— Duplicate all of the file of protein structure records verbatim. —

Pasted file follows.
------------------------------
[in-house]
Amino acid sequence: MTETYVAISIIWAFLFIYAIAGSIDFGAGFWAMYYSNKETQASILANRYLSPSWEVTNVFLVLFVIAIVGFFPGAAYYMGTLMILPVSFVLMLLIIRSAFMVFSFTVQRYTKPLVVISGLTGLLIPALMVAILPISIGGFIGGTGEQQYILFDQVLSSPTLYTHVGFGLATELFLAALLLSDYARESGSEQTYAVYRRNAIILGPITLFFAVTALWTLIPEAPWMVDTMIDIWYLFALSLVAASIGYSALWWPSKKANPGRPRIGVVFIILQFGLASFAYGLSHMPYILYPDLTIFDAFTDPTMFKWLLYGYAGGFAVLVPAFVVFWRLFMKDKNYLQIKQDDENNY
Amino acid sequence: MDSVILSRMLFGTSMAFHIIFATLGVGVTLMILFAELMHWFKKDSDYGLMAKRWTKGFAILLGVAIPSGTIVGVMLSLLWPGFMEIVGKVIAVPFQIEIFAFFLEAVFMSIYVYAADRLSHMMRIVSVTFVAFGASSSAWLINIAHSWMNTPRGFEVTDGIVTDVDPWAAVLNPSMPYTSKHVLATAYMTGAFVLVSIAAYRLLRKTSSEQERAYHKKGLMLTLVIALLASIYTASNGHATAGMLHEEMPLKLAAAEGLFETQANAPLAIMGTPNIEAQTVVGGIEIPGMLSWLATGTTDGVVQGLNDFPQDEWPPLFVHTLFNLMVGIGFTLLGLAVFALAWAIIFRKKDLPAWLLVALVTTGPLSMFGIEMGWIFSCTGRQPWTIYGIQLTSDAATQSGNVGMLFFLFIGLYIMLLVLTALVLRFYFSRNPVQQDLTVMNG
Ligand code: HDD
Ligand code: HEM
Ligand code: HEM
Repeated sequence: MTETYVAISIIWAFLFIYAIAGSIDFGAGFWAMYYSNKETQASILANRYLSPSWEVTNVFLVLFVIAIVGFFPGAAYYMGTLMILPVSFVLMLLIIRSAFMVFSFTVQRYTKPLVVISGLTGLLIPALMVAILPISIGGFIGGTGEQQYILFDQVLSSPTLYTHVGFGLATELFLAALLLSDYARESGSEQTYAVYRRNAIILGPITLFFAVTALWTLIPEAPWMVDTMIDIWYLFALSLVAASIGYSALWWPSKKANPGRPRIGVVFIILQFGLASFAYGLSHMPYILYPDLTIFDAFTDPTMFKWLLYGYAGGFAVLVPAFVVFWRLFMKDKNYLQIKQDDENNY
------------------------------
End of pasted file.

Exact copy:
[in-house]
Amino acid sequence: MTETYVAISIIWAFLFIYAIAGSIDFGAGFWAMYYSNKETQASILANRYLSPSWEVTNVFLVLFVIAIVGFFPGAAYYMGTLMILPVSFVLMLLIIRSAFMVFSFTVQRYTKPLVVISGLTGLLIPALMVAILPISIGGFIGGTGEQQYILFDQVLSSPTLYTHVGFGLATELFLAALLLSDYARESGSEQTYAVYRRNAIILGPITLFFAVTALWTLIPEAPWMVDTMIDIWYLFALSLVAASIGYSALWWPSKKANPGRPRIGVVFIILQFGLASFAYGLSHMPYILYPDLTIFDAFTDPTMFKWLLYGYAGGFAVLVPAFVVFWRLFMKDKNYLQIKQDDENNY
Amino acid sequence: MDSVILSRMLFGTSMAFHIIFATLGVGVTLMILFAELMHWFKKDSDYGLMAKRWTKGFAILLGVAIPSGTIVGVMLSLLWPGFMEIVGKVIAVPFQIEIFAFFLEAVFMSIYVYAADRLSHMMRIVSVTFVAFGASSSAWLINIAHSWMNTPRGFEVTDGIVTDVDPWAAVLNPSMPYTSKHVLATAYMTGAFVLVSIAAYRLLRKTSSEQERAYHKKGLMLTLVIALLASIYTASNGHATAGMLHEEMPLKLAAAEGLFETQANAPLAIMGTPNIEAQTVVGGIEIPGMLSWLATGTTDGVVQGLNDFPQDEWPPLFVHTLFNLMVGIGFTLLGLAVFALAWAIIFRKKDLPAWLLVALVTTGPLSMFGIEMGWIFSCTGRQPWTIYGIQLTSDAATQSGNVGMLFFLFIGLYIMLLVLTALVLRFYFSRNPVQQDLTVMNG
Ligand code: HDD
Ligand code: HEM
Ligand code: HEM
Repeated sequence: MTETYVAISIIWAFLFIYAIAGSIDFGAGFWAMYYSNKETQASILANRYLSPSWEVTNVFLVLFVIAIVGFFPGAAYYMGTLMILPVSFVLMLLIIRSAFMVFSFTVQRYTKPLVVISGLTGLLIPALMVAILPISIGGFIGGTGEQQYILFDQVLSSPTLYTHVGFGLATELFLAALLLSDYARESGSEQTYAVYRRNAIILGPITLFFAVTALWTLIPEAPWMVDTMIDIWYLFALSLVAASIGYSALWWPSKKANPGRPRIGVVFIILQFGLASFAYGLSHMPYILYPDLTIFDAFTDPTMFKWLLYGYAGGFAVLVPAFVVFWRLFMKDKNYLQIKQDDENNY